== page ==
What are qualities of a successful sports franchise? A proud history. Strong leadership. Great players. Loyal fans. A shrewd owner. A bright future. Well, the teams on this list lack almost all of them. Here are our picks for the 10 worst franchises in the four major North American sports leagues (NFL, MLB, NBA, NHL).
In 43 years of existence, the Bengals have enjoyed just 12 winning seasons, including two in the past 20 years. They've never won the Super Bowl, falling twice to the 49ers in the '80s. The Bengals clawed their way to a playoff appearance last season but it'll take a lot more than that to turn this franchise around for good.
When the struggling Winnipeg Jets moved to Phoenix in 1996, they changed their name but didn't escape their troubles. Like the Jets, the Coyotes have been playoff failures, never advancing past the first round. And just like small-market Winnipeg, Phoenix hasn't been able to support the team financially. The NHL secretly took over the team's operations in 2008 and bought the franchise the next year from its bankrupt owner. Any takers?
If an organization is only as good as its leader, the Raiders are an interesting case study. Their legendary owner Al Davis — who died in 2011 — spent decades instilling a rebellious, hard-charging, "Just Win, Baby" mentality into a franchise that won 13 division championships and three Super Bowls from 1967-85. He was inducted into the Hall of Fame in 1992. But as Davis grew more imperious and impatient, the team reflected his personality. In the last decade, Oakland has lost almost twice as many games as they've won.
Like the Raiders, the Pirates can hang their hats on history. They've won five World Series titles thanks to Pittsburgh legends like Honus Wagner, Bill Mazeroski, Willie Stargell and Roberto Clemente. But try telling that to the members of the next high school graduating class in Pittsburgh, who have spent their entire lives watching a bad hometown team.
When the Cardinals won three playoff games en route to the NFC title in 2008, that surpassed their total number of postseason wins in the six previous decades combined. Under their longtime owners, the Bidwell family, ineptitude has followed the franchise from Chicago to St. Louis to the Phoenix suburbs. They've had three winning seasons since moving to Arizona in 1988, two with Kurt Warner at quarterback in 2008 and 2009. Fast forward a few years and the Cardinals are still struggling to find their long-term answer at quarterback.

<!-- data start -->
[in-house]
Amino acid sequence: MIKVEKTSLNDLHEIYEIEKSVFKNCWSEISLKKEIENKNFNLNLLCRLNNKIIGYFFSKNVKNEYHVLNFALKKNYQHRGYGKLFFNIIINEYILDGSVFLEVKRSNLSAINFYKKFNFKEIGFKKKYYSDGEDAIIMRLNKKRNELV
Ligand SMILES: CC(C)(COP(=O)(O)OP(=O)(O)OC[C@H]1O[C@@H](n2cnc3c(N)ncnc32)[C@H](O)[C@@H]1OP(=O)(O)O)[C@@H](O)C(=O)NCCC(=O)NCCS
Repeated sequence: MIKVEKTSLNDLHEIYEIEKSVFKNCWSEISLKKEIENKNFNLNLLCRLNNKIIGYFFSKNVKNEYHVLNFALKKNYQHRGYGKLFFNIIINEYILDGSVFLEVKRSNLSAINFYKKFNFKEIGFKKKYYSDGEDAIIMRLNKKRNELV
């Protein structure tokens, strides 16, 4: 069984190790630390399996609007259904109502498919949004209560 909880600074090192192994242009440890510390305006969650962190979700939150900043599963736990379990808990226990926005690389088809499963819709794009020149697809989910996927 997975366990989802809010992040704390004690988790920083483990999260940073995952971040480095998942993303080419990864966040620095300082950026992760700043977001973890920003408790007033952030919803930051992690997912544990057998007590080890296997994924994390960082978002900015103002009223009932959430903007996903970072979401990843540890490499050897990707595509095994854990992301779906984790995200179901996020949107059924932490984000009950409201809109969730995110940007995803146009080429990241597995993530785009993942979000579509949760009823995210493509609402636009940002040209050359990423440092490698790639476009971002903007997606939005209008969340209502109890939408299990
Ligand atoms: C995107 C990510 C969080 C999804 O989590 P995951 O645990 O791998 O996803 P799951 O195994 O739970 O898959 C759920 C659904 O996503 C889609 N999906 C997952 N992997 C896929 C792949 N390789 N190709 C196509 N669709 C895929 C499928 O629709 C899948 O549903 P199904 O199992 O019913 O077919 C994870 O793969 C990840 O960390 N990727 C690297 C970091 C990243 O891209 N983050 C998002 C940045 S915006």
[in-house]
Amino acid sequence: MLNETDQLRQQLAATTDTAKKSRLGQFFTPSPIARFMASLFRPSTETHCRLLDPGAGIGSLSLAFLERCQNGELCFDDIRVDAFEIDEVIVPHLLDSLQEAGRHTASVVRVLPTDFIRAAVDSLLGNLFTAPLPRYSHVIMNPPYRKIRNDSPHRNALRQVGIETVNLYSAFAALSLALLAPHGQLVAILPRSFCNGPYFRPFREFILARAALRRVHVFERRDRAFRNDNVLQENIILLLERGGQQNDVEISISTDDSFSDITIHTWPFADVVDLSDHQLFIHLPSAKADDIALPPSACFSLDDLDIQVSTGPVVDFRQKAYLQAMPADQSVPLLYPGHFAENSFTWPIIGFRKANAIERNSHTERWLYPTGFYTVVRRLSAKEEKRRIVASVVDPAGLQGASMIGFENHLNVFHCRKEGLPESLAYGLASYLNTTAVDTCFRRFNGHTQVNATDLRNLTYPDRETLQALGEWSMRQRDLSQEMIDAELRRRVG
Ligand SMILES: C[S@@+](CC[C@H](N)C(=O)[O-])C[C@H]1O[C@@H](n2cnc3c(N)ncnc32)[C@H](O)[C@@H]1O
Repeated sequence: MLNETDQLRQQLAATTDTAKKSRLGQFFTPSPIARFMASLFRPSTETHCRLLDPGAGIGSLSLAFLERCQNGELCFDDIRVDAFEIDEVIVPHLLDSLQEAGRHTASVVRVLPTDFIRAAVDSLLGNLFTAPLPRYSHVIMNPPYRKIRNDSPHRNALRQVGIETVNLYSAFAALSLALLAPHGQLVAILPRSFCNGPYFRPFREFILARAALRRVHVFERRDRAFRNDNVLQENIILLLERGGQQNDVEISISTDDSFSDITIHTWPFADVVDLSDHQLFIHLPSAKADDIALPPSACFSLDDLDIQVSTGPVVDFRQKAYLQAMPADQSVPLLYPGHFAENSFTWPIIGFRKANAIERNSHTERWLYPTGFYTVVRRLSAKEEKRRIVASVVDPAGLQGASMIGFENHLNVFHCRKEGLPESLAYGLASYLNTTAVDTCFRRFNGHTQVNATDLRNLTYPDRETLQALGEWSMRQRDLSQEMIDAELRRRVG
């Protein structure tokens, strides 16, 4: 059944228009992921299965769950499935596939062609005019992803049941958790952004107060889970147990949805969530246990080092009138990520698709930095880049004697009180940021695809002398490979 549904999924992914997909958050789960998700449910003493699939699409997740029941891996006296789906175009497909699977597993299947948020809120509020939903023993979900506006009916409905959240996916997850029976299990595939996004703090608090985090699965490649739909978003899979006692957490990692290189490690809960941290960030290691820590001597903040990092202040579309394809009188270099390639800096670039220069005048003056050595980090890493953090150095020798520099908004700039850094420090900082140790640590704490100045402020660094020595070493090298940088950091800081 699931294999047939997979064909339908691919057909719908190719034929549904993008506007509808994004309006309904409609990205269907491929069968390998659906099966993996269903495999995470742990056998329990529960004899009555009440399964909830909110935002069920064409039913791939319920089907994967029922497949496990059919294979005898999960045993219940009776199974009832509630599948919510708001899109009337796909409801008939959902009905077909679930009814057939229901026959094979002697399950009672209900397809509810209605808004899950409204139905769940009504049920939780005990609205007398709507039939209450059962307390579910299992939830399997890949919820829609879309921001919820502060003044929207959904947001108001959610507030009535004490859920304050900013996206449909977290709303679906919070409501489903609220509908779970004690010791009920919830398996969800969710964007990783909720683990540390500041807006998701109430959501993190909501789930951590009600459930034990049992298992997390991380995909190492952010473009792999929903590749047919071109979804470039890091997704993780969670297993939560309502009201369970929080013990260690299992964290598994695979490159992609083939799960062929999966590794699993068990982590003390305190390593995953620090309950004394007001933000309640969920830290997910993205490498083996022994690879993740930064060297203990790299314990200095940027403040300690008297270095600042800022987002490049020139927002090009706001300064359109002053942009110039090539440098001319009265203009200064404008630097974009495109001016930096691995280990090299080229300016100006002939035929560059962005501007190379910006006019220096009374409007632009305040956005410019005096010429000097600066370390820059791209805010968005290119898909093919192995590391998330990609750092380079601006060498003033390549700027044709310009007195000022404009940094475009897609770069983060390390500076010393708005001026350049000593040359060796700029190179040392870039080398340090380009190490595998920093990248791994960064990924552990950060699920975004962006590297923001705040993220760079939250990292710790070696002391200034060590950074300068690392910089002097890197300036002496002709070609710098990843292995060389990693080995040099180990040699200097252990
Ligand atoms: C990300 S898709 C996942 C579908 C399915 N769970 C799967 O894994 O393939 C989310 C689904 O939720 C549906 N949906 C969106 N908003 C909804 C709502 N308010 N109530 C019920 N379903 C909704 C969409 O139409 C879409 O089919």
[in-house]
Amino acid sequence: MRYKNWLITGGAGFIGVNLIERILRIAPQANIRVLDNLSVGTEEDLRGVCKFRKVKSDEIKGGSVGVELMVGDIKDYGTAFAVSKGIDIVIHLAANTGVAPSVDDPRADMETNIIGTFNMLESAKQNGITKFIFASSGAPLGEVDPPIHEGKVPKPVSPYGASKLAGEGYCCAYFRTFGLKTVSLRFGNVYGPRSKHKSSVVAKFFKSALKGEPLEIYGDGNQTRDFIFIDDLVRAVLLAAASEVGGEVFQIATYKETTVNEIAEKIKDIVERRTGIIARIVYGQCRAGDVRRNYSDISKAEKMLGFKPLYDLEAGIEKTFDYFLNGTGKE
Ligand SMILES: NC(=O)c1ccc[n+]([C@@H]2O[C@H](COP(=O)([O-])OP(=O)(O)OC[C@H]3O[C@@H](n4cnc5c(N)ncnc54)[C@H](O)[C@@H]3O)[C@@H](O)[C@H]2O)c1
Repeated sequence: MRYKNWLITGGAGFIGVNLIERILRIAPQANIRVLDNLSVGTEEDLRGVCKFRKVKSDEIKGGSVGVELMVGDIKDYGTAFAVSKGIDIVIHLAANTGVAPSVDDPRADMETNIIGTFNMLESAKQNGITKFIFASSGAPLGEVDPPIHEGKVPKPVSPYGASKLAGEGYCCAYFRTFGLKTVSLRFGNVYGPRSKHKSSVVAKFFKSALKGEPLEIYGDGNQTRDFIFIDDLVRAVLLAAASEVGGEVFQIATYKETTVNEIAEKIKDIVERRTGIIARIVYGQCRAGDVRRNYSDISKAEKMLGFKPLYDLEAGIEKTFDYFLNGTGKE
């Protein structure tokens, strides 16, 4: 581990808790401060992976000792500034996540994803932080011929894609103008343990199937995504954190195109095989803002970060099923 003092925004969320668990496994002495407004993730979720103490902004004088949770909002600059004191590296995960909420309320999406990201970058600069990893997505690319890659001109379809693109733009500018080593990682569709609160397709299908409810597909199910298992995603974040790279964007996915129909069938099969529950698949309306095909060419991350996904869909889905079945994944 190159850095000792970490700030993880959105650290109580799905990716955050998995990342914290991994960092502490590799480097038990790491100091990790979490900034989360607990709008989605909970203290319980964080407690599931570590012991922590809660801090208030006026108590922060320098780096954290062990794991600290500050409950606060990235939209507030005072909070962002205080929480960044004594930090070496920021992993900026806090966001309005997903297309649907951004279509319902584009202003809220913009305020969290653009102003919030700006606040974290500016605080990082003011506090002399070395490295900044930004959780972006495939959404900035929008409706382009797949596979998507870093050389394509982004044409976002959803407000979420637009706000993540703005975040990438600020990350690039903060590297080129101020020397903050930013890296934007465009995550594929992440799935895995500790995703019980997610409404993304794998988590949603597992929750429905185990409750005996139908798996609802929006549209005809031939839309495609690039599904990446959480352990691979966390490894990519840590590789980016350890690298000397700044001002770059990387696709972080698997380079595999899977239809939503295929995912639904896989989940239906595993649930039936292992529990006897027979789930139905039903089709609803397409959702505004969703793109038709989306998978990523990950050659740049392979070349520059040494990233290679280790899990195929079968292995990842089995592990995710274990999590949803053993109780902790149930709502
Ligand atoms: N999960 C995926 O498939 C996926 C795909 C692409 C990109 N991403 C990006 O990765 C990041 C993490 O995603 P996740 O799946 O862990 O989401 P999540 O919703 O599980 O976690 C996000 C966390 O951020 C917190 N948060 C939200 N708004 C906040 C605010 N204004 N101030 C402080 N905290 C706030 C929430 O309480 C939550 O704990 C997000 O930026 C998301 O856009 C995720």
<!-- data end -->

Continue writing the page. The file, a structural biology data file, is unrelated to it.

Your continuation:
The T-Wolves have been around 23 years and have had exactly one great player. Kevin Garnett's prodigious talents propped up the franchise for a decade, but even with him they only got past the first round of the playoffs once, in 2004. After trading Garnett to the Celtics for a lot of nothing, Minnesota has done a fair amount of losing over the past five seasons. The arrival of Kevin Love and Ricky Rubio teased fans with the hope of what could be, but the two young talents have been hampered by injuries and haven't been able to play extended stretches together.
Fans of a certain age can remember the glory years of the Lions, who were once an NFL powerhouse. Unfortunately, that age is around 80. Detroit hasn't been any good since winning its fourth NFL title in 1957, thanks to thrifty owners, bad drafts and dumb trades. They've never made the Super Bowl but they did make history in 2008 by becoming the first NFL team to finish a season 0-16.
New Orleans Hornets
Not even a name change to the New Orleans Pelicans can disguise the fact that the former Hornets have an abysmal record when it comes to just about anything. The franchise relocated to New Orleans after a number of unproductive years in Charlotte (and don't worry, we will get to the current Charlotte-based NBA team), wasted Chris Paul's Hornets' tenure and now have 2012's No. 1 pick Anthony Davis (pictured) in their clutches. If history repeats itself, the future doesn't look too good for the Pelicans.
Every team is entitled to a bad century and the Cubs have had theirs — and then some. They haven't won a championship in 102 years, the longest title drought of any major North American professional sports team. The Cubs and Boston Red Sox used to be lumped together as baseball's lovable losers, but the Sox have found it's a lot more fun to win. And it's not so cute when you spend a ton of money on players and still fail miserably, as Chicago has done lately.
The Charlotte Bobcats have become synonymous with futility. Since being founded in 2004 the Bobcats have managed to become a perennial disappointment in every significant NBA category despite drafting in the lottery 8 out of 9 possible years.